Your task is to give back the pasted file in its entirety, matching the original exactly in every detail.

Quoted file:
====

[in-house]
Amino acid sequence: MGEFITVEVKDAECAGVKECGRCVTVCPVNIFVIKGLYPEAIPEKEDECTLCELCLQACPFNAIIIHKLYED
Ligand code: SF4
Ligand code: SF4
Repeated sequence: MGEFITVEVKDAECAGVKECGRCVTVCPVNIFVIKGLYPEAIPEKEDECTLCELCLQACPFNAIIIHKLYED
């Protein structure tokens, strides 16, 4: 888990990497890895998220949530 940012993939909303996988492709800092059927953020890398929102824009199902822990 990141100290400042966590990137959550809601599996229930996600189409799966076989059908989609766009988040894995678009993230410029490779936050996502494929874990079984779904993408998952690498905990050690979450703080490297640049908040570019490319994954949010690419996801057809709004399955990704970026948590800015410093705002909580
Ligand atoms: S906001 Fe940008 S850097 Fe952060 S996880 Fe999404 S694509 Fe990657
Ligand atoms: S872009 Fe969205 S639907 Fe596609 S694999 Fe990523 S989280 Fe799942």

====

[in-house]
Amino acid sequence: MGEFITVEVKDAECAGVKECGRCVTVCPVNIFVIKGLYPEAIPEKEDECTLCELCLQACPFNAIIIHKLYED
Ligand code: SF4
Ligand code: SF4
Repeated sequence: MGEFITVEVKDAECAGVKECGRCVTVCPVNIFVIKGLYPEAIPEKEDECTLCELCLQACPFNAIIIHKLYED
């Protein structure tokens, strides 16, 4: 888990990497890895998220949530 940012993939909303996988492709800092059927953020890398929102824009199902822990 990141100290400042966590990137959550809601599996229930996600189409799966076989059908989609766009988040894995678009993230410029490779936050996502494929874990079984779904993408998952690498905990050690979450703080490297640049908040570019490319994954949010690419996801057809709004399955990704970026948590800015410093705002909580
Ligand atoms: S906001 Fe940008 S850097 Fe952060 S996880 Fe999404 S694509 Fe990657
Ligand atoms: S872009 Fe969205 S639907 Fe596609 S694999 Fe990523 S989280 Fe799942």